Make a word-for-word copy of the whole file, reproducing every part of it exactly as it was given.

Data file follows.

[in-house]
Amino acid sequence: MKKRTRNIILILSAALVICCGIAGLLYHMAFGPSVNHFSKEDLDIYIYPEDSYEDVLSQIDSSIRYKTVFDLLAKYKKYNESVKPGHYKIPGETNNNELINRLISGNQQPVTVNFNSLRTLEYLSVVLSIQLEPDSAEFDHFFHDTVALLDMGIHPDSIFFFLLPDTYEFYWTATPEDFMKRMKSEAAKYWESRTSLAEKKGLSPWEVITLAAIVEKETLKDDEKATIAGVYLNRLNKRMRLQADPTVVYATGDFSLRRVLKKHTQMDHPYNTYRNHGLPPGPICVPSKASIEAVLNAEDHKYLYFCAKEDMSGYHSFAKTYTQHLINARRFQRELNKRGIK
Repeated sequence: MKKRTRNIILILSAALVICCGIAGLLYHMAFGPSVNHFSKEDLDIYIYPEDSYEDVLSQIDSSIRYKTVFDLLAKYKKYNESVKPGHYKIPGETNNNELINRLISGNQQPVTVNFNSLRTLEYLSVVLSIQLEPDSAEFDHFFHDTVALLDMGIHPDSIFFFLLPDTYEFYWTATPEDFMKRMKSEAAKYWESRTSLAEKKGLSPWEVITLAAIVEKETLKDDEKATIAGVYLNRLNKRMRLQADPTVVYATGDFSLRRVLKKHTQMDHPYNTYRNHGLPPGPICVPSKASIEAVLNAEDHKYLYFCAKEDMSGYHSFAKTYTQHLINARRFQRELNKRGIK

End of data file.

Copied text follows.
[in-house]
Amino acid sequence: MKKRTRNIILILSAALVICCGIAGLLYHMAFGPSVNHFSKEDLDIYIYPEDSYEDVLSQIDSSIRYKTVFDLLAKYKKYNESVKPGHYKIPGETNNNELINRLISGNQQPVTVNFNSLRTLEYLSVVLSIQLEPDSAEFDHFFHDTVALLDMGIHPDSIFFFLLPDTYEFYWTATPEDFMKRMKSEAAKYWESRTSLAEKKGLSPWEVITLAAIVEKETLKDDEKATIAGVYLNRLNKRMRLQADPTVVYATGDFSLRRVLKKHTQMDHPYNTYRNHGLPPGPICVPSKASIEAVLNAEDHKYLYFCAKEDMSGYHSFAKTYTQHLINARRFQRELNKRGIK
Repeated sequence: MKKRTRNIILILSAALVICCGIAGLLYHMAFGPSVNHFSKEDLDIYIYPEDSYEDVLSQIDSSIRYKTVFDLLAKYKKYNESVKPGHYKIPGETNNNELINRLISGNQQPVTVNFNSLRTLEYLSVVLSIQLEPDSAEFDHFFHDTVALLDMGIHPDSIFFFLLPDTYEFYWTATPEDFMKRMKSEAAKYWESRTSLAEKKGLSPWEVITLAAIVEKETLKDDEKATIAGVYLNRLNKRMRLQADPTVVYATGDFSLRRVLKKHTQMDHPYNTYRNHGLPPGPICVPSKASIEAVLNAEDHKYLYFCAKEDMSGYHSFAKTYTQHLINARRFQRELNKRGIK